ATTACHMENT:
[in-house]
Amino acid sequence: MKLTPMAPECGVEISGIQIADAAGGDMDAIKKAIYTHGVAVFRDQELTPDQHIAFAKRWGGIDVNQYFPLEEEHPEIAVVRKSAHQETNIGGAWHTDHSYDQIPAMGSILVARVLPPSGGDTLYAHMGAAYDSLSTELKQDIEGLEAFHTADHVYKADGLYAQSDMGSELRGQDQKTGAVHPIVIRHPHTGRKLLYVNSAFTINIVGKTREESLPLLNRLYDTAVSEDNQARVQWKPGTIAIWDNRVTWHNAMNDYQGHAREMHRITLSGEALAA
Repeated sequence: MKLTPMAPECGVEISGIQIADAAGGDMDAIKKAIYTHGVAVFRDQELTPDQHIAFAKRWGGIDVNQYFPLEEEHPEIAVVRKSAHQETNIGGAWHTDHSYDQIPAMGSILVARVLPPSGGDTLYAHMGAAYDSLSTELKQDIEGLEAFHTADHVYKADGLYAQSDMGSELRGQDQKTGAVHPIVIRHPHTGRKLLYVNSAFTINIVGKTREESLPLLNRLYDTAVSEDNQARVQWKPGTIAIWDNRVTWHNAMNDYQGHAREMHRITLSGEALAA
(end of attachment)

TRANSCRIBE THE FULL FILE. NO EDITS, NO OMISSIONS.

[in-house]
Amino acid sequence: MKLTPMAPECGVEISGIQIADAAGGDMDAIKKAIYTHGVAVFRDQELTPDQHIAFAKRWGGIDVNQYFPLEEEHPEIAVVRKSAHQETNIGGAWHTDHSYDQIPAMGSILVARVLPPSGGDTLYAHMGAAYDSLSTELKQDIEGLEAFHTADHVYKADGLYAQSDMGSELRGQDQKTGAVHPIVIRHPHTGRKLLYVNSAFTINIVGKTREESLPLLNRLYDTAVSEDNQARVQWKPGTIAIWDNRVTWHNAMNDYQGHAREMHRITLSGEALAA
Repeated sequence: MKLTPMAPECGVEISGIQIADAAGGDMDAIKKAIYTHGVAVFRDQELTPDQHIAFAKRWGGIDVNQYFPLEEEHPEIAVVRKSAHQETNIGGAWHTDHSYDQIPAMGSILVARVLPPSGGDTLYAHMGAAYDSLSTELKQDIEGLEAFHTADHVYKADGLYAQSDMGSELRGQDQKTGAVHPIVIRHPHTGRKLLYVNSAFTINIVGKTREESLPLLNRLYDTAVSEDNQARVQWKPGTIAIWDNRVTWHNAMNDYQGHAREMHRITLSGEALAA